What happens when you do a mentorship when you're older than everyone else? I'm about to find out!
The first in a series of posts about what I learn during my mentorship.
In late 2021, I landed a coveted place on The Society of Young Publishers (SYP) mentorship scheme with mentor Juliet Mushens of Mushens Entertainment.
Quick note: The SYP is a volunteer-run group that seeks to help people in their first ten years of their publishing career. The mentorship scheme matches people relatively new in their career with established members of the publishing industry.
Juliet Mushens started at HarperCollins, and worked there for several years before starting her own literary agency.
If you’ve read a book by Richard Osman, Jessie Burton, Elodie Harper, Stacey Halls, Laura Purcell, Abigail Dean, Claire Douglas, or Jennifer Sain—all bestselling authors—that book was one Juliet helped to get published.
Pretty amazing, right?
Why would a freelance editor need a mentorship with a literary agent, you ask?
Freelancing is to be in a void: there’s no senior members in the “office” to help you work your way up the ladder or offer advice.
So I’m here to learn about the publishing industry trends, to discover new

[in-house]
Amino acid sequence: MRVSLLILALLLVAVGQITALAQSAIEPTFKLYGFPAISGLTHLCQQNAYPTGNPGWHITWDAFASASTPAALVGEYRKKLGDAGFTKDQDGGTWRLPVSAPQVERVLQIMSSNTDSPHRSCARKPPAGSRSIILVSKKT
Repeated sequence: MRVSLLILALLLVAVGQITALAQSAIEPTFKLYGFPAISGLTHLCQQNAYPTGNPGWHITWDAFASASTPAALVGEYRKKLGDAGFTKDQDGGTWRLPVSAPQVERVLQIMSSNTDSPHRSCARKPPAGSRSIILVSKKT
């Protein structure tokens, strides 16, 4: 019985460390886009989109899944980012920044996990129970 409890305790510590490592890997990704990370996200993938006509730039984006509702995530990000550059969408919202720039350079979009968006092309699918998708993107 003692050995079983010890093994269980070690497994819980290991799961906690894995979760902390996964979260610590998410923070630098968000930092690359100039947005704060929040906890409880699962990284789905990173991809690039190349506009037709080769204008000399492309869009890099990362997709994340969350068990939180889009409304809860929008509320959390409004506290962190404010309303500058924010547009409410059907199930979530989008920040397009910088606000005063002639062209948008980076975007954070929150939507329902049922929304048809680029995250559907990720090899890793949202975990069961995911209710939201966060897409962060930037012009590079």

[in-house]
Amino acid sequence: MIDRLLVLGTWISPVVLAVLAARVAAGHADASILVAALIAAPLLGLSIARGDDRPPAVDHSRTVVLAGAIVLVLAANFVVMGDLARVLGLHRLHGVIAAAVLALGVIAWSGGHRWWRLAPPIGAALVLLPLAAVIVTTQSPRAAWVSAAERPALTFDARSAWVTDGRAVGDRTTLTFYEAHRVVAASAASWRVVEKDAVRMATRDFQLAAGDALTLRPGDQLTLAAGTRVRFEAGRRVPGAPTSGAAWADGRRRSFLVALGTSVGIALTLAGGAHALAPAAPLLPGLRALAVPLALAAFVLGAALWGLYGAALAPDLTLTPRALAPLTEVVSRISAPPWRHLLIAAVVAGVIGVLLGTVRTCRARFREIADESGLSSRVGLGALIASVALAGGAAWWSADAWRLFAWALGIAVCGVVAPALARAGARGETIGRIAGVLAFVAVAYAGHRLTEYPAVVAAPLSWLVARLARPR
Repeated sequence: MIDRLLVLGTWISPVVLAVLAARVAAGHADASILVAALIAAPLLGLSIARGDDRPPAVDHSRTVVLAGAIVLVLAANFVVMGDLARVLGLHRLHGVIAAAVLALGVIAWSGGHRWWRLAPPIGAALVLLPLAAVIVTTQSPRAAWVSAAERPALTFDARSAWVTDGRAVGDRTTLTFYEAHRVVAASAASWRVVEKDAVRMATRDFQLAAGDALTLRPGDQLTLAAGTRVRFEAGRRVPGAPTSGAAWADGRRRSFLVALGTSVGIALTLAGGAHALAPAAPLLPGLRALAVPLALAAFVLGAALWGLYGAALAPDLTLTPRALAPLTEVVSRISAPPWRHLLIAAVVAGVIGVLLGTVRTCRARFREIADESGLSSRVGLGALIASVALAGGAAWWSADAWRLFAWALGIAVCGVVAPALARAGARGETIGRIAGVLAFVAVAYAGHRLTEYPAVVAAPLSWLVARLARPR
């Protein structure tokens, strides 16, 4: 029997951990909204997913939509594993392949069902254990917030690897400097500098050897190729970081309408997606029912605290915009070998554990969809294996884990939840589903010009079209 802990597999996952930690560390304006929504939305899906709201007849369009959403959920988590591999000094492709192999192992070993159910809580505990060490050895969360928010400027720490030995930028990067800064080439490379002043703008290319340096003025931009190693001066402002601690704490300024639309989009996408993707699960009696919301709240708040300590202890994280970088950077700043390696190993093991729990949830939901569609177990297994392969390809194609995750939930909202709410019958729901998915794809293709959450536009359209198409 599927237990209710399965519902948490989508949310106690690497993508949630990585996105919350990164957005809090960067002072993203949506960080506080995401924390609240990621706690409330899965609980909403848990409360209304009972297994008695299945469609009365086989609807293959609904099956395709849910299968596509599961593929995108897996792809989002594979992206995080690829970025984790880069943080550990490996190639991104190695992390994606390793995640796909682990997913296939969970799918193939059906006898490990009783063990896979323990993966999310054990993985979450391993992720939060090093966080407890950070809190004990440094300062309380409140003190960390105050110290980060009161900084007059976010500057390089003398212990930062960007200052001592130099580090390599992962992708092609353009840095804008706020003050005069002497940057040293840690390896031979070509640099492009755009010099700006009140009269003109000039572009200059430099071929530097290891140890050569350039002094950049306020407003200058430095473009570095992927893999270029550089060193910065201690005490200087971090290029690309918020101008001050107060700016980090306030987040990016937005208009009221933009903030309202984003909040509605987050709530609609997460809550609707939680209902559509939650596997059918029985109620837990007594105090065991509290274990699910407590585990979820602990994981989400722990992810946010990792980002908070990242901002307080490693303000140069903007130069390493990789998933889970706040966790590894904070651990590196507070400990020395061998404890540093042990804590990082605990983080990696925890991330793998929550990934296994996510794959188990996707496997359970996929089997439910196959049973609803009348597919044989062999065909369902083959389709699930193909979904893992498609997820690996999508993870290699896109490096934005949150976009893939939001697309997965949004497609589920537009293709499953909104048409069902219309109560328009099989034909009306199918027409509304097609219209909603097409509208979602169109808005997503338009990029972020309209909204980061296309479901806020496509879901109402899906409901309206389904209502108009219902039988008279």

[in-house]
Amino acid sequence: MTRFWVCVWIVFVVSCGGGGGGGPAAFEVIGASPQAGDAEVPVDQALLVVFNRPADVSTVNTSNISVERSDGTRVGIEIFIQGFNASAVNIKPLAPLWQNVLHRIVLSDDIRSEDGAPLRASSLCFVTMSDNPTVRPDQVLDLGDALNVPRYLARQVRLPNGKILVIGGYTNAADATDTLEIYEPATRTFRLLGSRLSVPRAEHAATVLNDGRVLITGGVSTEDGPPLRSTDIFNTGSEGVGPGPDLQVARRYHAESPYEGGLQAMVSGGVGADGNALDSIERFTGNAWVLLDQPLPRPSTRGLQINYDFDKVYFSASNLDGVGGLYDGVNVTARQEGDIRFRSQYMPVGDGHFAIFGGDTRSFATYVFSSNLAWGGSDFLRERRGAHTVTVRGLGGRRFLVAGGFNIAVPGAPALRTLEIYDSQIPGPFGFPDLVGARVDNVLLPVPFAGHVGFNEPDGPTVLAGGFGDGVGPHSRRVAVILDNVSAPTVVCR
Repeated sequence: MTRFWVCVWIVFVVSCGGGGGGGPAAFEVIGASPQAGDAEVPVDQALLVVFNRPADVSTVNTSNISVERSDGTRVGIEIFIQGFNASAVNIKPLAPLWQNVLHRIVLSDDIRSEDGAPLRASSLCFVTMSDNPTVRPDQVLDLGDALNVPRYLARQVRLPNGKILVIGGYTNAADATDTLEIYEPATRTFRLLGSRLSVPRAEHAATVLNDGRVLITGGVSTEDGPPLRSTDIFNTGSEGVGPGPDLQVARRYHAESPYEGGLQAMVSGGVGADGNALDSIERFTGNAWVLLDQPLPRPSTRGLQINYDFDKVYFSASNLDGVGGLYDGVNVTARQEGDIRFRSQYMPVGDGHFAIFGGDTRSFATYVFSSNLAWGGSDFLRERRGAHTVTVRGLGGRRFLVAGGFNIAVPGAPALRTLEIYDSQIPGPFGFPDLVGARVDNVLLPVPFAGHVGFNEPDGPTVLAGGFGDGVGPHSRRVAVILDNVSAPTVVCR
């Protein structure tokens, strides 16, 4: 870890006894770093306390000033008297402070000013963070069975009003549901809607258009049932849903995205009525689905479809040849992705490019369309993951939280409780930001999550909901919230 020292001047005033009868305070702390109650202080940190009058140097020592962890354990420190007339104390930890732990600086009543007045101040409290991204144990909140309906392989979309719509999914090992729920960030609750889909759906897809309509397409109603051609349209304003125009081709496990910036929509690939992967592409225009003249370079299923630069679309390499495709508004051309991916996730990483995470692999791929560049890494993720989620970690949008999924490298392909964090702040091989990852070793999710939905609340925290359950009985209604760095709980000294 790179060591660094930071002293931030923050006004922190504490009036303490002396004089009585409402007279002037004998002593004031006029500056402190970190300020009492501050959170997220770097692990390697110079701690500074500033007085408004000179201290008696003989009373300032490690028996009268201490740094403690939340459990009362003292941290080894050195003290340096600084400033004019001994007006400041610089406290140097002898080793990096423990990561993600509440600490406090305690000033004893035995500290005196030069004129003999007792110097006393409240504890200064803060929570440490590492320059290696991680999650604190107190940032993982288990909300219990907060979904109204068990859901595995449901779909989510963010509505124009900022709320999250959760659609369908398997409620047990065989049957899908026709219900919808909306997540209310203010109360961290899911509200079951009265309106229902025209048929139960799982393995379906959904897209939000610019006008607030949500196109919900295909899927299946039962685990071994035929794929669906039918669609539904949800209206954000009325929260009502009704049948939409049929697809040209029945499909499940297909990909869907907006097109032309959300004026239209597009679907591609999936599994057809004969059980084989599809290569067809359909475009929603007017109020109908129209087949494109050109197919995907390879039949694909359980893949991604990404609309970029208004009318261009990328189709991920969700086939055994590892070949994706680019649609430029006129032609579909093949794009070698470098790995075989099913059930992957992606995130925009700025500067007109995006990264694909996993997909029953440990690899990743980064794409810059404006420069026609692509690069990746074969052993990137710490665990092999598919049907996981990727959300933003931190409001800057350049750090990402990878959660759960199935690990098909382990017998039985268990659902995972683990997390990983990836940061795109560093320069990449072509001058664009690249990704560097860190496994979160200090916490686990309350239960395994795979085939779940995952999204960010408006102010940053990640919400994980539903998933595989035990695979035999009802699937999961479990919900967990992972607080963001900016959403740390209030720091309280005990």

opportunities and best practices, and to talk to someone other than the cat.*
(*I don’t have a cat.)
Meeting 1: Getting organized
I spent the majority of the meeting feeling nervous because I had to sit and talk about myself (never fun or ideal). Juliet’s easy-going and gregarious manner set me at ease, and we went over my goals. At the end of our first lovely chat, Juliet wanted me to do three things:
1. Clean the data
First I needed to tidy my work spreadsheet then ask myself these questions:
2. Organize my organizer
So many pretty journals and diaries; meanwhile, I’m using Post-It Notes. There’s nothing wrong with sticky notes, but it’s not the way to run a business. Juliet urged me to do:
3. Do a time audit
I needed to track my working hours and find the answers to these questions:
Updates from Meeting 1
If you’re feeling unproductive, or aren’t sure where your days go, I highly recommend tracking your time. I can tell you two points right away: (1) there aren’t enough hours in the day and (2) you’re probably super ambitious and you need to start prioritizing. The organizer will help you with that!
Posts on editing
Posts on books
Posts on publishing